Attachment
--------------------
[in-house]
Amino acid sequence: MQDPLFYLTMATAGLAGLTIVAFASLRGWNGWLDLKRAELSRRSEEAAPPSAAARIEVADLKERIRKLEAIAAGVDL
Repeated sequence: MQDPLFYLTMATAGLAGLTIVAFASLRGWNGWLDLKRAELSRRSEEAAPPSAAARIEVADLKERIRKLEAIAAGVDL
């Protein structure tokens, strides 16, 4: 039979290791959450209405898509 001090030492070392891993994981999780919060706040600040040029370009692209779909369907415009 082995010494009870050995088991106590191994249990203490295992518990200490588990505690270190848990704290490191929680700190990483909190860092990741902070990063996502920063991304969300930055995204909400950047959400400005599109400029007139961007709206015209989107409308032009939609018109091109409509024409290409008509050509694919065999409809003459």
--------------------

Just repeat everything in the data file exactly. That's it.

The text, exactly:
[in-house]
Amino acid sequence: MQDPLFYLTMATAGLAGLTIVAFASLRGWNGWLDLKRAELSRRSEEAAPPSAAARIEVADLKERIRKLEAIAAGVDL
Repeated sequence: MQDPLFYLTMATAGLAGLTIVAFASLRGWNGWLDLKRAELSRRSEEAAPPSAAARIEVADLKERIRKLEAIAAGVDL
């Protein structure tokens, strides 16, 4: 039979290791959450209405898509 001090030492070392891993994981999780919060706040600040040029370009692209779909369907415009 082995010494009870050995088991106590191994249990203490295992518990200490588990505690270190848990704290490191929680700190990483909190860092990741902070990063996502920063991304969300930055995204909400950047959400400005599109400029007139961007709206015209989107409308032009939609018109091109409509024409290409008509050509694919065999409809003459």